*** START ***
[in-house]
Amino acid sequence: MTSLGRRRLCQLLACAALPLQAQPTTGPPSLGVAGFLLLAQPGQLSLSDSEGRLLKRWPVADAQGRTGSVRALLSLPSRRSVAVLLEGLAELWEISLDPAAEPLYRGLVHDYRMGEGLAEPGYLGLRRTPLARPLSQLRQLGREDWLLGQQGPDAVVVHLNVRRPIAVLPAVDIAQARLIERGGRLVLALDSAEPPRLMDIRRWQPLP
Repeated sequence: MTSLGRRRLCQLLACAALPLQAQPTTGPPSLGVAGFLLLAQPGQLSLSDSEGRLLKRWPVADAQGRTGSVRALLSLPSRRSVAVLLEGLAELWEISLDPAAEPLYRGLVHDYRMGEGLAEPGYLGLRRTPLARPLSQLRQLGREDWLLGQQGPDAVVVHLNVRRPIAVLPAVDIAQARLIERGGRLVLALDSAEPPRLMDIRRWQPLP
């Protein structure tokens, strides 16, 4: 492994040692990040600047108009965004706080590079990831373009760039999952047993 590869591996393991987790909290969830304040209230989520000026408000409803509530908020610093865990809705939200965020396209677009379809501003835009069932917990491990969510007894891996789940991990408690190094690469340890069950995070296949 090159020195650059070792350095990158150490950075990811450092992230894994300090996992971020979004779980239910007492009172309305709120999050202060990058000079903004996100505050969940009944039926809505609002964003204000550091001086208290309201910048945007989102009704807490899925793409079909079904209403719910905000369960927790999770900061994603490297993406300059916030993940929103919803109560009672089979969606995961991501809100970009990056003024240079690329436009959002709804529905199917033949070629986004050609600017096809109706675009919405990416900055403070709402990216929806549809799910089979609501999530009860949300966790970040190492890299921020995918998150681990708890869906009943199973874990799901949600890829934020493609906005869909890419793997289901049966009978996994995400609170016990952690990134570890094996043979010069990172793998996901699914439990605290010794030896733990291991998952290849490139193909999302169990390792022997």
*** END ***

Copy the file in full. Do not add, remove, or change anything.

[in-house]
Amino acid sequence: MTSLGRRRLCQLLACAALPLQAQPTTGPPSLGVAGFLLLAQPGQLSLSDSEGRLLKRWPVADAQGRTGSVRALLSLPSRRSVAVLLEGLAELWEISLDPAAEPLYRGLVHDYRMGEGLAEPGYLGLRRTPLARPLSQLRQLGREDWLLGQQGPDAVVVHLNVRRPIAVLPAVDIAQARLIERGGRLVLALDSAEPPRLMDIRRWQPLP
Repeated sequence: MTSLGRRRLCQLLACAALPLQAQPTTGPPSLGVAGFLLLAQPGQLSLSDSEGRLLKRWPVADAQGRTGSVRALLSLPSRRSVAVLLEGLAELWEISLDPAAEPLYRGLVHDYRMGEGLAEPGYLGLRRTPLARPLSQLRQLGREDWLLGQQGPDAVVVHLNVRRPIAVLPAVDIAQARLIERGGRLVLALDSAEPPRLMDIRRWQPLP
């Protein structure tokens, strides 16, 4: 492994040692990040600047108009965004706080590079990831373009760039999952047993 590869591996393991987790909290969830304040209230989520000026408000409803509530908020610093865990809705939200965020396209677009379809501003835009069932917990491990969510007894891996789940991990408690190094690469340890069950995070296949 090159020195650059070792350095990158150490950075990811450092992230894994300090996992971020979004779980239910007492009172309305709120999050202060990058000079903004996100505050969940009944039926809505609002964003204000550091001086208290309201910048945007989102009704807490899925793409079909079904209403719910905000369960927790999770900061994603490297993406300059916030993940929103919803109560009672089979969606995961991501809100970009990056003024240079690329436009959002709804529905199917033949070629986004050609600017096809109706675009919405990416900055403070709402990216929806549809799910089979609501999530009860949300966790970040190492890299921020995918998150681990708890869906009943199973874990799901949600890829934020493609906005869909890419793997289901049966009978996994995400609170016990952690990134570890094996043979010069990172793998996901699914439990605290010794030896733990291991998952290849490139193909999302169990390792022997």